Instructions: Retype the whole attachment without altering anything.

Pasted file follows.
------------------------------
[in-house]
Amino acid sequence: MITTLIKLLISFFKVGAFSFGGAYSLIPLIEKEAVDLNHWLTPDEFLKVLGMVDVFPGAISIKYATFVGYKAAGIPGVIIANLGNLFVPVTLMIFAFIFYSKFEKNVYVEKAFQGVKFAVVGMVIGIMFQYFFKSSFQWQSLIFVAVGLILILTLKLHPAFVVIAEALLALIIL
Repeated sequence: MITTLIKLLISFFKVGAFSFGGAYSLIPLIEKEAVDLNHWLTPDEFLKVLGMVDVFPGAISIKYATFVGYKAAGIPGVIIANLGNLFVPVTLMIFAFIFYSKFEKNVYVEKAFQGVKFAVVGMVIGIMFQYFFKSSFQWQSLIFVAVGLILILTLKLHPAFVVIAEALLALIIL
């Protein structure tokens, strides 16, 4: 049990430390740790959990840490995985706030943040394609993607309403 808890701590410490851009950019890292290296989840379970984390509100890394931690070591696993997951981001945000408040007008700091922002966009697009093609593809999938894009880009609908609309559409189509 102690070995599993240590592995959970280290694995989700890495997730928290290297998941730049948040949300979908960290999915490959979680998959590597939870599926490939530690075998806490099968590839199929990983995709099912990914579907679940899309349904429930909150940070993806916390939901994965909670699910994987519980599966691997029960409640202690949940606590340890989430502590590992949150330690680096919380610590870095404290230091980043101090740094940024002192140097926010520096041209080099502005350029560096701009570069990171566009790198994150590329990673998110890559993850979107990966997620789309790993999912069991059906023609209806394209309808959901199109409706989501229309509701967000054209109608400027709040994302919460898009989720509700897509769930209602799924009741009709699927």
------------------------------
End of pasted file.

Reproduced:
[in-house]
Amino acid sequence: MITTLIKLLISFFKVGAFSFGGAYSLIPLIEKEAVDLNHWLTPDEFLKVLGMVDVFPGAISIKYATFVGYKAAGIPGVIIANLGNLFVPVTLMIFAFIFYSKFEKNVYVEKAFQGVKFAVVGMVIGIMFQYFFKSSFQWQSLIFVAVGLILILTLKLHPAFVVIAEALLALIIL
Repeated sequence: MITTLIKLLISFFKVGAFSFGGAYSLIPLIEKEAVDLNHWLTPDEFLKVLGMVDVFPGAISIKYATFVGYKAAGIPGVIIANLGNLFVPVTLMIFAFIFYSKFEKNVYVEKAFQGVKFAVVGMVIGIMFQYFFKSSFQWQSLIFVAVGLILILTLKLHPAFVVIAEALLALIIL
């Protein structure tokens, strides 16, 4: 049990430390740790959990840490995985706030943040394609993607309403 808890701590410490851009950019890292290296989840379970984390509100890394931690070591696993997951981001945000408040007008700091922002966009697009093609593809999938894009880009609908609309559409189509 102690070995599993240590592995959970280290694995989700890495997730928290290297998941730049948040949300979908960290999915490959979680998959590597939870599926490939530690075998806490099968590839199929990983995709099912990914579907679940899309349904429930909150940070993806916390939901994965909670699910994987519980599966691997029960409640202690949940606590340890989430502590590992949150330690680096919380610590870095404290230091980043101090740094940024002192140097926010520096041209080099502005350029560096701009570069990171566009790198994150590329990673998110890559993850979107990966997620789309790993999912069991059906023609209806394209309808959901199109409706989501229309509701967000054209109608400027709040994302919460898009989720509700897509769930209602799924009741009709699927």